Regional Gardening Reports :: National Gardening Association

Upper South

May, 2001
Regional Report

Feed Peonies

Give your peonies plenty of water and fertilizer to help the buds fill out and bloom well. To obtain extra large blooms, pick off the side buds when they're very small. To keep the heavy blooms from falling over, provide a plant support such as chicken wire to the entire plant, loosely.

Control Aphids on Honeysuckles

Perennial honeysuckle vines are particularly susceptible to aphid attacks just as the plants are about to come into bloom in late spring and early summer. Check new growth periodically for clusters of small green insects. Control aphids with a pyrethrum or hot pepper spray to ensure that you'll have plenty of those bright orange and yellow flowers.

Prune Spring Shrubs

Early-blooming shrubs and trees such as forsythia, magnolias, flowering almonds, flowering cherries, lilacs, deutzias, and spireas are best pruned immediately after flowering. Prune to thin out old, dead, and diseased wood as well as to shape plants and control errant growth.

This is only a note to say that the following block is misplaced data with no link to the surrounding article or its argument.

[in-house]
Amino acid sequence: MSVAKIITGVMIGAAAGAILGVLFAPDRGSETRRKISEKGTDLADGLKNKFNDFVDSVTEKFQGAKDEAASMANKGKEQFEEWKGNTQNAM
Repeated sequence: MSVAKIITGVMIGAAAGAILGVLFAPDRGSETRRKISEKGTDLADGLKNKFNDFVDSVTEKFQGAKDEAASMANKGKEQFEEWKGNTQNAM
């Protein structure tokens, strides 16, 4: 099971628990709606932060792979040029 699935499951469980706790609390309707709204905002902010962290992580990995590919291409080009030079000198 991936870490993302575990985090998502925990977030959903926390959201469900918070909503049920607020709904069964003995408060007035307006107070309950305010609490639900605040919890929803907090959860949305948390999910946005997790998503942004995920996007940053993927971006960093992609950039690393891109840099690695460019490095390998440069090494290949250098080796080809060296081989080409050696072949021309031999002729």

Plant Iris

The large, old-fashioned bearded irises, which have been blooming for several weeks now, are easy-to-grow, drought-tolerant plants. They grow best in well-drained, organic soil in full sun. Plant the roots (rhizomes) 1 foot apart, with the top half of the rhizome showing. Firm the soil over the white feeder roots. Mulch around the plants, but don't cover the rhizome.

Plant Sweet Corn

Continue planting sweet corn every week or so from now until mid-July in order to have plenty this summer. The super-sweet type of corn is bred to retain flavor and tenderness for up to two weeks but must be planted 200 feet away from other varieties to avoid cross-pollinating. The sugar-enhanced type retains sweetness for one week and is creamier, sweeter, and more tender than super-sweets. It doesn't have to be isolated.


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